Mary’s Spiritual Poverty
First, I would like to begin by explaining how we are going to make this novena. Each day will consist of three parts:
- Mary’s Example of living the Beatitude
- Personal Contemplation
- Daily Closing Prayer
I will provide you with the first and last part. The second part is entirely yours. I suggest you dedicate 15-20 minutes a day to pray this novena, giving the majority of time to your own personal contemplation. You will draw out more nourishment for your spiritual life by contemplating these Beatitudes with Mary than by reading what this amateur spiritual writer has to say. At the conclusion of today’s post, I will also include a “Contemplation Guide” to give you more help.
The First Beatitude: Blessed are the poor in spirit, for theirs is the kingdom of heaven. (Mt 5:3)
To find this first Beatitude in Mary’s life we must journey to the Temple in Jerusalem. It is the fortieth day since Jesus’ birth. According to the Mosaic Law, it is time for Mary to restore her ritual purity after childbirth and for her firstborn son to be ransomed.
To take place, a sacrifice must be made for both intentions. According to the Mosaic Law (cf. Lev 12:6-8), the typical sacrificial offering was a year-old male lamb to pay the child’s “ransom” and a turtledove to atone for the mother’s impurity. As we read in Luke 2:23-24, however, the offering made at Jesus’ Presentation was only “two turtledoves”. Thus, Mary’s offering was not the typical offering. In fact, it was less than typical.
Why? Although the customary sacrifice on this occasion was a year-old male lamb and a turtledove, the Mosaic Law made an exception for poor families. Poor couples who could not afford a lamb were allowed to offer two turtledoves in its place.
Thus, as Luke’s Gospel tells us, Mary was a poor mother. Along with her poor husband, Joseph, she presented a poor offering: only “two turtledoves”. But in her poverty, Mary was rich!
Since he did not have enough money to purchase a lamb, Joseph carried into the Temple two turtledoves in a cage. Nevertheless, Mary carried the true Lamb in her arms. In her poverty she was rich!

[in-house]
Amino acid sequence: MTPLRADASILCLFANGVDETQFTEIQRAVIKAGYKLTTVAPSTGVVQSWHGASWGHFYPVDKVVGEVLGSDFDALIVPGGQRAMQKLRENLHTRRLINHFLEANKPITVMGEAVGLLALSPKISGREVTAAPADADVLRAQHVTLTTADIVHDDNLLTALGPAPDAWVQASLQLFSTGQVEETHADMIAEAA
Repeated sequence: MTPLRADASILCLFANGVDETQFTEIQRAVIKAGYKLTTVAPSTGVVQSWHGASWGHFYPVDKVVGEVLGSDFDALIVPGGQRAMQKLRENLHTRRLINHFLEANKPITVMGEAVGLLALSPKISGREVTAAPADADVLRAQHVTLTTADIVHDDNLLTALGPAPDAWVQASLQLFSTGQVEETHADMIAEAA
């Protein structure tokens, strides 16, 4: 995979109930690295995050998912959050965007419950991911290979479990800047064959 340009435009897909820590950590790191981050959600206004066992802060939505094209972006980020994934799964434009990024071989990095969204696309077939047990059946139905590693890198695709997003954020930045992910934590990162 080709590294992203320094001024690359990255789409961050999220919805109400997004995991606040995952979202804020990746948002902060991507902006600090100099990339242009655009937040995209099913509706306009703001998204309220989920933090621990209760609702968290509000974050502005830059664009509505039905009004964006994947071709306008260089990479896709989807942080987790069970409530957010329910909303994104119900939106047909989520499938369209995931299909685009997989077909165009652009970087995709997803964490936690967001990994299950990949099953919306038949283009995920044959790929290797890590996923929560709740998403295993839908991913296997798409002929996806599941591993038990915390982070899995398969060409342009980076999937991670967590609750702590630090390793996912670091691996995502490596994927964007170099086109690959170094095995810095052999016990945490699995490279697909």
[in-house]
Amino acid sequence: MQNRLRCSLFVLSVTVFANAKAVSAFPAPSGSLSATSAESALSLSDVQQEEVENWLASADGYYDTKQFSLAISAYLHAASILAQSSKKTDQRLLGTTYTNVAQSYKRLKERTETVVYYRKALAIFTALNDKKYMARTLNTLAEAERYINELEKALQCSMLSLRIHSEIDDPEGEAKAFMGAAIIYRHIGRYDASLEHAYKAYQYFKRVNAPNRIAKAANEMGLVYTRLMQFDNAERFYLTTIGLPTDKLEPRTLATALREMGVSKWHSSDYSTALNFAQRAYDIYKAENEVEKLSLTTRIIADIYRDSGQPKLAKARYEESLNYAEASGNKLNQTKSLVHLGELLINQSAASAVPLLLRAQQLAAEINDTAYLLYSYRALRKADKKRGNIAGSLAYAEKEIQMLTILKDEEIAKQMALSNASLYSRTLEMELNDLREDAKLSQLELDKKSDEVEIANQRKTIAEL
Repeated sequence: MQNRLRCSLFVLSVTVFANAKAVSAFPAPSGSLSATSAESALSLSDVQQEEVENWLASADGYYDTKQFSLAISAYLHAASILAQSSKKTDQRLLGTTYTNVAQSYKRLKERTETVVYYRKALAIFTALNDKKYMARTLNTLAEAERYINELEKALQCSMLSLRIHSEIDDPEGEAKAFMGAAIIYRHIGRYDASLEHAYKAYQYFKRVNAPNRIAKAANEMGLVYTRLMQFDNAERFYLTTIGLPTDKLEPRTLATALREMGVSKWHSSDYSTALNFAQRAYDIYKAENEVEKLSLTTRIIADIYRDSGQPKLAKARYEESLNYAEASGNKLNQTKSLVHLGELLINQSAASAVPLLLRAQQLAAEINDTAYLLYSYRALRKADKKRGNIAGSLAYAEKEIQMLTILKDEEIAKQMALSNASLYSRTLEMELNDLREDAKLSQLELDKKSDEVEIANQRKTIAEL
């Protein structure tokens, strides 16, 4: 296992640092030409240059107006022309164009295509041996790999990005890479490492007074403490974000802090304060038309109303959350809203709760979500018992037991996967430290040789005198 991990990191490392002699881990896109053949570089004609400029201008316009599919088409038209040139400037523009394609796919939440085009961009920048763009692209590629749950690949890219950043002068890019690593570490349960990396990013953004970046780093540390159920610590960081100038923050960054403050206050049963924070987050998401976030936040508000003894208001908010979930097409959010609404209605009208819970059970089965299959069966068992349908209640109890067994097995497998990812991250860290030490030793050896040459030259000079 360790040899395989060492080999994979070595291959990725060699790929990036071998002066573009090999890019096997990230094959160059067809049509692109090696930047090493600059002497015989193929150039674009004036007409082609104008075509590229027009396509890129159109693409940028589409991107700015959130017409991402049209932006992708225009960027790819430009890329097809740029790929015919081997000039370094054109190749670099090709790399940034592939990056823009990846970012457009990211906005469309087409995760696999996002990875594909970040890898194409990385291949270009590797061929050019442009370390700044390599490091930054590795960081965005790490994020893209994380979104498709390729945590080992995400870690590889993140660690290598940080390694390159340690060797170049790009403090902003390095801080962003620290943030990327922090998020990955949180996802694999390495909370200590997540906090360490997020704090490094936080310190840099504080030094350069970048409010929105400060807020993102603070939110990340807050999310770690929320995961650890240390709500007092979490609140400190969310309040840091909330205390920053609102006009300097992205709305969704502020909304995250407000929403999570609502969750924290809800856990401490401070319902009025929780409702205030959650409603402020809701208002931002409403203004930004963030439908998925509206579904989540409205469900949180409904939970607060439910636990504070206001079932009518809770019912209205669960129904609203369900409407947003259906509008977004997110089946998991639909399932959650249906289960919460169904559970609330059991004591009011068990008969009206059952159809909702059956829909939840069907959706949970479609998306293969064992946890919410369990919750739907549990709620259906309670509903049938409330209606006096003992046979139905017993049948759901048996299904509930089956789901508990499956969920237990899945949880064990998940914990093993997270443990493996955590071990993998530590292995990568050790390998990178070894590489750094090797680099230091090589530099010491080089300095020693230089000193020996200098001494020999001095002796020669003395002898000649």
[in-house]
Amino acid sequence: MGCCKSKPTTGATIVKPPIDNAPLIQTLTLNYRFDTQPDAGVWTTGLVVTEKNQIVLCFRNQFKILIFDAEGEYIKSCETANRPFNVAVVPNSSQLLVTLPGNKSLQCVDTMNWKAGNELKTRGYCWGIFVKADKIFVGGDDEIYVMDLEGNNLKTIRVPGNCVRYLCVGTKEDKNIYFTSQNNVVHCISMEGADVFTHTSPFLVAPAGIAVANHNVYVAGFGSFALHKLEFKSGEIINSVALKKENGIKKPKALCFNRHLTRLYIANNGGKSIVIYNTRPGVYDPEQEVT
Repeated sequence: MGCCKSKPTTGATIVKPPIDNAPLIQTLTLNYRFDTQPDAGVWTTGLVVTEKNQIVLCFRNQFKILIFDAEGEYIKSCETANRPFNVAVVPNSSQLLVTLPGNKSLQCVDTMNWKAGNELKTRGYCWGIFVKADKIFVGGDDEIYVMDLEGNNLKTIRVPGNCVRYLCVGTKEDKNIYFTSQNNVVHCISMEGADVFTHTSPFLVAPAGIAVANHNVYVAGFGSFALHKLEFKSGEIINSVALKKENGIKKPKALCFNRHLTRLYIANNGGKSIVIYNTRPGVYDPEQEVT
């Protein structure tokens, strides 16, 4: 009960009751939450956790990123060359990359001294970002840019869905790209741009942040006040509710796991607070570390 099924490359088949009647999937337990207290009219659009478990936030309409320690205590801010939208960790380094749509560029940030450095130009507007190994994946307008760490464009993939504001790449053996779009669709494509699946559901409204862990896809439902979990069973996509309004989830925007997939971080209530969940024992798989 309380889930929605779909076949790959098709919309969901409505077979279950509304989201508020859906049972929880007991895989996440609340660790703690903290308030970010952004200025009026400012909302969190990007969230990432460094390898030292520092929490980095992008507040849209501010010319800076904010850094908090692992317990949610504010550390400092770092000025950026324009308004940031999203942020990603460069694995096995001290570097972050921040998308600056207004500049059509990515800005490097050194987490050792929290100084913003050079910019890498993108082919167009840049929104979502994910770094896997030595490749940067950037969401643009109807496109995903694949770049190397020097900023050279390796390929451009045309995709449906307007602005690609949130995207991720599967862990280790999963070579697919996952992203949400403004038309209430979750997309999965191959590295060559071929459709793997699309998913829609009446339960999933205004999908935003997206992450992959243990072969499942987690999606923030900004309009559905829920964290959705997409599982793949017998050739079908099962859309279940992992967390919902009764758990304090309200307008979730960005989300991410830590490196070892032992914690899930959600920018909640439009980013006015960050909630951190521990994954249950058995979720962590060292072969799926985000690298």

Being poor in spirit is not about being penniless but about needing less. It is about wanting to need only what is necessary for true happiness. God is the one thing necessary. Throughout her earthly life—and even more perfectly now in her glorious life—Mary knew the true joy of needing God alone.
In your own prayer time today, contemplate this mystery. Contemplate Mary in the Temple with the Lamb of God in her arms. Other mothers might have also been present that day. While Mary was free to concern herself only with Christ, they would have probably not had such freedom. They would have had to worry about several things: the son or daughter in their arms, the lamb at their side, and worthiness of their offering before God. Mary only had one thing to worry about: Christ. She had the one thing necessary.
Are you convinced that Christ alone through Mary is all you need? Or is the world, or the flesh, or the pride of life trying to convince you that you need something else? Is there something else that is vying for your heart’s attention? Something other than the love of God? Someone other than God? What is God calling you to start detaching yourself from through today’s meditation? How are you going to start? How are you going to effectively act on this inspiration so that you are poor spirit but rich in God alone?
Seize the day and make it all Hers!
Fr. Christopher Etheridge, IVE
 Cf. Leviticus 12
 This does not mean that Mary was in fact ritual impure. It was a given of Jewish law that due to blood-loss during childbirth a mother automatically became ritually impure. Mary is the Immaculate Conception. She is recognized as being three-times pure: before, during, and after childbirth. Her obedience to the Mosaic Law manifests all the more her virtue. She presents herself, along with her Son, to the Temple more out of virtuous obedience than out of ritual necessity.
 “Our Lord not only preached poverty of spirit; he also lived it, and he lived it in such a way as to conquer the three kinds of pride: the pride of what one has, which is economic pride; the pride of what one is, which is social pride; and the pride of what one knows, which is intellectual pride.” Fulton J. Sheen, The Cross and the Beatitudes, ch. 4.